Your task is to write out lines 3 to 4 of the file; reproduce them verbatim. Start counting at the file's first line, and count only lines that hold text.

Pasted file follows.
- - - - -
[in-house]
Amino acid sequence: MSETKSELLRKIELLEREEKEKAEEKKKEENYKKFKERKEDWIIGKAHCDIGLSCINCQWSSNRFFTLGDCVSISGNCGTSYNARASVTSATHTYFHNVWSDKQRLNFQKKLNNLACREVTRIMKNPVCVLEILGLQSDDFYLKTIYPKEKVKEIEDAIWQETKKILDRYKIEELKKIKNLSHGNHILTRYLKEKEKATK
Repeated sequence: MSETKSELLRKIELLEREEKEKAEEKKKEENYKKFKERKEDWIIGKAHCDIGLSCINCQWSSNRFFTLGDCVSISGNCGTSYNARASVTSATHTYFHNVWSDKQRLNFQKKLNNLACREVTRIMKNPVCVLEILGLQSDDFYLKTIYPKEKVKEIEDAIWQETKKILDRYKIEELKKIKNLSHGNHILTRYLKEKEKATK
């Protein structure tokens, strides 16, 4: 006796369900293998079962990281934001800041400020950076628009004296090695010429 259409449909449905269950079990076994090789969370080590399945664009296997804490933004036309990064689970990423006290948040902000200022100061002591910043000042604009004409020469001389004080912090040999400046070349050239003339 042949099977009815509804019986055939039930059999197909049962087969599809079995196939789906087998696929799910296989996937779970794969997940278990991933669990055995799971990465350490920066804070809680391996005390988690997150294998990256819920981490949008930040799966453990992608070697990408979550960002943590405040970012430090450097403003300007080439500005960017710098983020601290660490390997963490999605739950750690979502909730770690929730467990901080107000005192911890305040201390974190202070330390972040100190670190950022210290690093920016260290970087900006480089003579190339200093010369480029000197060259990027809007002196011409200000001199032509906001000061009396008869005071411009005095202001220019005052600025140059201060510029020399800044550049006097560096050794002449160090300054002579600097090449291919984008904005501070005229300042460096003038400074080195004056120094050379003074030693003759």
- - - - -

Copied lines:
Repeated sequence: MSETKSELLRKIELLEREEKEKAEEKKKEENYKKFKERKEDWIIGKAHCDIGLSCINCQWSSNRFFTLGDCVSISGNCGTSYNARASVTSATHTYFHNVWSDKQRLNFQKKLNNLACREVTRIMKNPVCVLEILGLQSDDFYLKTIYPKEKVKEIEDAIWQETKKILDRYKIEELKKIKNLSHGNHILTRYLKEKEKATK
């Protein structure tokens, strides 16, 4: 006796369900293998079962990281934001800041400020950076628009004296090695010429 259409449909449905269950079990076994090789969370080590399945664009296997804490933004036309990064689970990423006290948040902000200022100061002591910043000042604009004409020469001389004080912090040999400046070349050239003339 042949099977009815509804019986055939039930059999197909049962087969599809079995196939789906087998696929799910296989996937779970794969997940278990991933669990055995799971990465350490920066804070809680391996005390988690997150294998990256819920981490949008930040799966453990992608070697990408979550960002943590405040970012430090450097403003300007080439500005960017710098983020601290660490390997963490999605739950750690979502909730770690929730467990901080107000005192911890305040201390974190202070330390972040100190670190950022210290690093920016260290970087900006480089003579190339200093010369480029000197060259990027809007002196011409200000001199032509906001000061009396008869005071411009005095202001220019005052600025140059201060510029020399800044550049006097560096050794002449160090300054002579600097090449291919984008904005501070005229300042460096003038400074080195004056120094050379003074030693003759």